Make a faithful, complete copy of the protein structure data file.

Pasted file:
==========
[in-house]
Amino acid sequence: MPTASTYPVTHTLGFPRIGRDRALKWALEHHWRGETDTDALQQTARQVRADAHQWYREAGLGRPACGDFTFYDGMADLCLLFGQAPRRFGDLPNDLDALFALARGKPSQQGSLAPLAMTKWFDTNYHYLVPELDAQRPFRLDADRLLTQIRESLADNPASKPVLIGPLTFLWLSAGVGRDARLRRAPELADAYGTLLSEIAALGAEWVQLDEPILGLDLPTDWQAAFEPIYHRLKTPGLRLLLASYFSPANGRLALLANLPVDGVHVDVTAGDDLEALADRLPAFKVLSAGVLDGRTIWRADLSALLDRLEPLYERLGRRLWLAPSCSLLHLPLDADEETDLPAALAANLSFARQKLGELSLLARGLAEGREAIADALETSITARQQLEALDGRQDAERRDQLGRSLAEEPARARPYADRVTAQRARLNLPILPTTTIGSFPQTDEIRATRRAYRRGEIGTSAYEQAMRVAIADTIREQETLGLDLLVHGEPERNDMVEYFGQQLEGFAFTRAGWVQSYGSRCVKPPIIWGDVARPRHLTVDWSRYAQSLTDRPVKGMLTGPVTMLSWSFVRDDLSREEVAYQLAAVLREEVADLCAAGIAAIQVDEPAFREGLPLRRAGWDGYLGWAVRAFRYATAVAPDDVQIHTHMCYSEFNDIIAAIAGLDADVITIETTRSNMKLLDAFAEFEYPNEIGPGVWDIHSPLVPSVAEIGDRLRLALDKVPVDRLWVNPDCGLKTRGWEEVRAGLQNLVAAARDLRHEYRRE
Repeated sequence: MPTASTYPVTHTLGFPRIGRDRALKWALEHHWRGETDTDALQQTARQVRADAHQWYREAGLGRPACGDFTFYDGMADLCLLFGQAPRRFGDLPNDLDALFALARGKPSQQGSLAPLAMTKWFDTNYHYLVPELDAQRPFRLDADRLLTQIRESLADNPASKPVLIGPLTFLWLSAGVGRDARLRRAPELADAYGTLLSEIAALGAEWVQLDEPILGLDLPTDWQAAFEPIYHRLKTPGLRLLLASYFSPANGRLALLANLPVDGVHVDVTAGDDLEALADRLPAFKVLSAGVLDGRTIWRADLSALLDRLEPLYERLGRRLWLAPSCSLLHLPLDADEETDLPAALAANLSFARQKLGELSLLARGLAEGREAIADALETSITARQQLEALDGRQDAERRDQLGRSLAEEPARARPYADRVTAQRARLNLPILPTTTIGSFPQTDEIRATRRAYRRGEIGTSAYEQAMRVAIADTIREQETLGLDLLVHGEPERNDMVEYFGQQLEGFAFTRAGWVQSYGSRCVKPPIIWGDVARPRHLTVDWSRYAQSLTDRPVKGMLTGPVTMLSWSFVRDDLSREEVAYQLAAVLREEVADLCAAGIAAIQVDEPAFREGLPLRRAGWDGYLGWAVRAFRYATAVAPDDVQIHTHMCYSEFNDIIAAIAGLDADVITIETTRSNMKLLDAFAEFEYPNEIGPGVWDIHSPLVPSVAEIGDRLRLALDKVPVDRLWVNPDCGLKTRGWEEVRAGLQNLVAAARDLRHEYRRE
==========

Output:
[in-house]
Amino acid sequence: MPTASTYPVTHTLGFPRIGRDRALKWALEHHWRGETDTDALQQTARQVRADAHQWYREAGLGRPACGDFTFYDGMADLCLLFGQAPRRFGDLPNDLDALFALARGKPSQQGSLAPLAMTKWFDTNYHYLVPELDAQRPFRLDADRLLTQIRESLADNPASKPVLIGPLTFLWLSAGVGRDARLRRAPELADAYGTLLSEIAALGAEWVQLDEPILGLDLPTDWQAAFEPIYHRLKTPGLRLLLASYFSPANGRLALLANLPVDGVHVDVTAGDDLEALADRLPAFKVLSAGVLDGRTIWRADLSALLDRLEPLYERLGRRLWLAPSCSLLHLPLDADEETDLPAALAANLSFARQKLGELSLLARGLAEGREAIADALETSITARQQLEALDGRQDAERRDQLGRSLAEEPARARPYADRVTAQRARLNLPILPTTTIGSFPQTDEIRATRRAYRRGEIGTSAYEQAMRVAIADTIREQETLGLDLLVHGEPERNDMVEYFGQQLEGFAFTRAGWVQSYGSRCVKPPIIWGDVARPRHLTVDWSRYAQSLTDRPVKGMLTGPVTMLSWSFVRDDLSREEVAYQLAAVLREEVADLCAAGIAAIQVDEPAFREGLPLRRAGWDGYLGWAVRAFRYATAVAPDDVQIHTHMCYSEFNDIIAAIAGLDADVITIETTRSNMKLLDAFAEFEYPNEIGPGVWDIHSPLVPSVAEIGDRLRLALDKVPVDRLWVNPDCGLKTRGWEEVRAGLQNLVAAARDLRHEYRRE
Repeated sequence: MPTASTYPVTHTLGFPRIGRDRALKWALEHHWRGETDTDALQQTARQVRADAHQWYREAGLGRPACGDFTFYDGMADLCLLFGQAPRRFGDLPNDLDALFALARGKPSQQGSLAPLAMTKWFDTNYHYLVPELDAQRPFRLDADRLLTQIRESLADNPASKPVLIGPLTFLWLSAGVGRDARLRRAPELADAYGTLLSEIAALGAEWVQLDEPILGLDLPTDWQAAFEPIYHRLKTPGLRLLLASYFSPANGRLALLANLPVDGVHVDVTAGDDLEALADRLPAFKVLSAGVLDGRTIWRADLSALLDRLEPLYERLGRRLWLAPSCSLLHLPLDADEETDLPAALAANLSFARQKLGELSLLARGLAEGREAIADALETSITARQQLEALDGRQDAERRDQLGRSLAEEPARARPYADRVTAQRARLNLPILPTTTIGSFPQTDEIRATRRAYRRGEIGTSAYEQAMRVAIADTIREQETLGLDLLVHGEPERNDMVEYFGQQLEGFAFTRAGWVQSYGSRCVKPPIIWGDVARPRHLTVDWSRYAQSLTDRPVKGMLTGPVTMLSWSFVRDDLSREEVAYQLAAVLREEVADLCAAGIAAIQVDEPAFREGLPLRRAGWDGYLGWAVRAFRYATAVAPDDVQIHTHMCYSEFNDIIAAIAGLDADVITIETTRSNMKLLDAFAEFEYPNEIGPGVWDIHSPLVPSVAEIGDRLRLALDKVPVDRLWVNPDCGLKTRGWEEVRAGLQNLVAAARDLRHEYRRE